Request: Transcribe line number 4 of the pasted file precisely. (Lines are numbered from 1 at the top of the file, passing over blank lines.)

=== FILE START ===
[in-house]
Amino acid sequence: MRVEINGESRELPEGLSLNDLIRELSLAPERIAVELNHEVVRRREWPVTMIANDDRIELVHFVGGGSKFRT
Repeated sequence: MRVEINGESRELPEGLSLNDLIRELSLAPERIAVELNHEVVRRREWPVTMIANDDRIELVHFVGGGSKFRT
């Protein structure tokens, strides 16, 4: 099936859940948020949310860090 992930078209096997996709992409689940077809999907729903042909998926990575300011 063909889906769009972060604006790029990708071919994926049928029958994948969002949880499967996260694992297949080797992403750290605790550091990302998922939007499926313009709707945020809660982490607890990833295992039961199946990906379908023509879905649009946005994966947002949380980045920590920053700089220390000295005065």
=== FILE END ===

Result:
């Protein structure tokens, strides 16, 4: 099936859940948020949310860090 992930078209096997996709992409689940077809999907729903042909998926990575300011 063909889906769009972060604006790029990708071919994926049928029958994948969002949880499967996260694992297949080797992403750290605790550091990302998922939007499926313009709707945020809660982490607890990833295992039961199946990906379908023509879905649009946005994966947002949380980045920590920053700089220390000295005065």